Right now, if you middle click on the Text TOP, you’ll see it’s 256 by 256. Personally, I think that’s a little bit small. So go to the common parameters page and change the resolution to be 720 by 720. We want to do that because we’re going to composite this text onto another video, and if the video is 720 we want a nice square with text in the middle of that video.
Next, copy and paste your Text DAT a few times and add different text inside of each one.
Now we need a way to switch between these different Text DATs and have them go into the Null, which then gets referenced by our Text TOP. Luckily we have a really useful DAT we can use for this called Switch DAT.
Open up the OP Create Dialogue and create a Switch DAT.
We’re going to plug all of these Text DATs into the Switch and then use the index parameter to switch between them.
The slow method is to plug them all in one by one. But there’s a nice trick I recommend, where if you right click and drag and select all the operators that you want to connect, all you have to do is connect the first one and all of them will get automatically connected.
When you’ve got them all connected, take a look inside of the Switch DATs viewer and as you change the index parameter, you’ll see it changes the text depending on what input that index number is (index zero will show you the text of the first Text DAT because remember everything in TouchDesigner starts at an index of zero).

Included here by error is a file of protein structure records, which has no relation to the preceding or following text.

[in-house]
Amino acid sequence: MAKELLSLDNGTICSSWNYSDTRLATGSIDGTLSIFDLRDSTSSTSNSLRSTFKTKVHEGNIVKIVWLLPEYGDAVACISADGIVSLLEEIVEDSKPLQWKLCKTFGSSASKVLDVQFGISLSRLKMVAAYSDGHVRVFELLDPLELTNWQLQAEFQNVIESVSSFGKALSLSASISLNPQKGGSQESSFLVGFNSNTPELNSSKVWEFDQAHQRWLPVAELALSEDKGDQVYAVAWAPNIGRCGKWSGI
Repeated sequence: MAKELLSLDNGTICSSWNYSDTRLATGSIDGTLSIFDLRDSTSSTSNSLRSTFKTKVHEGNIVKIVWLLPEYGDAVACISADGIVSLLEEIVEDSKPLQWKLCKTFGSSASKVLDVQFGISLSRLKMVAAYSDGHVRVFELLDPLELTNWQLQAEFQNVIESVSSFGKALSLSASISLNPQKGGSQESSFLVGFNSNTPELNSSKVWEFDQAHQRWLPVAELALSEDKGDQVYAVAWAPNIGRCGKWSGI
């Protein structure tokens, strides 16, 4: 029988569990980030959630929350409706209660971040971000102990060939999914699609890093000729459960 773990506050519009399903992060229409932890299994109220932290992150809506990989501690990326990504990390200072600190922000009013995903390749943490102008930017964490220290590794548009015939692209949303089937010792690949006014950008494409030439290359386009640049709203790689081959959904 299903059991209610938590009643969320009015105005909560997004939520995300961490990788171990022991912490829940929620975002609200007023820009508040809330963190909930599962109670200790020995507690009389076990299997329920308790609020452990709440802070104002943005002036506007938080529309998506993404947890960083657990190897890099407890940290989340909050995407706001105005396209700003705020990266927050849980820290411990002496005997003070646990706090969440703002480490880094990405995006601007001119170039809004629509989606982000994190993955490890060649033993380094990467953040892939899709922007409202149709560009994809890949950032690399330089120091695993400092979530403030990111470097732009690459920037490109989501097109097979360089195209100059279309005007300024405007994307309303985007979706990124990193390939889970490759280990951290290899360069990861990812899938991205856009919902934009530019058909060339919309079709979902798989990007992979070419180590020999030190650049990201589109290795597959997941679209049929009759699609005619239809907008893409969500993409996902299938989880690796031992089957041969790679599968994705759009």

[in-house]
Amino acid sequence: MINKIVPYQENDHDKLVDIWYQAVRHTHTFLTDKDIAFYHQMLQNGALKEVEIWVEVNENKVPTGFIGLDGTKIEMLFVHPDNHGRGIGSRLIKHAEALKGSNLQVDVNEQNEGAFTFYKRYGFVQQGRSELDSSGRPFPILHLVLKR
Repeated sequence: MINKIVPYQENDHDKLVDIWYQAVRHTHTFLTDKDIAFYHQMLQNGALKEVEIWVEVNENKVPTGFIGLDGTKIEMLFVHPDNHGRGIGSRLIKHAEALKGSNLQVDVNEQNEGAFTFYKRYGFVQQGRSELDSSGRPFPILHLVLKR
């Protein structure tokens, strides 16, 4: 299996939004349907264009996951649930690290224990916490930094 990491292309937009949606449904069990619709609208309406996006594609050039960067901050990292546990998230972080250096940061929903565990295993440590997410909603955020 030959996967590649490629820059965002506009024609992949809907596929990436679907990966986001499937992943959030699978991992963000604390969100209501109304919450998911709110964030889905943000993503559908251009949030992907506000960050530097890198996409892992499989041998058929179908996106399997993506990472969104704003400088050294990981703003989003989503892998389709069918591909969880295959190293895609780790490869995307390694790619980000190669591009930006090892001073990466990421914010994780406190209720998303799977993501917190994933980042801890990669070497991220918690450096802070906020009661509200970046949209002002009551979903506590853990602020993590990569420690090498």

Plug the Switch DAT into your Null, and then as you change the index, the text getting rendered in the Text TOP updates.
Now that we’ve got our tech set up, we can work on some of the formatting.
Very similarly to how we set up our Text DATs going into a Switch DAT, going into a Null, we’re going to set up a similar system but with tables.
This can be thought of as a really simple preset system. It’s not the most efficient one, but if you’re a beginner and you’re just trying to save a few different states for something like a Text DAT or maybe movie files, this is not a bad system to use.
A Table DAT functions like a Text DAT except you can add more rows and columns. Each cell is essentially the equivalent of a Text DAT but inside of a cell.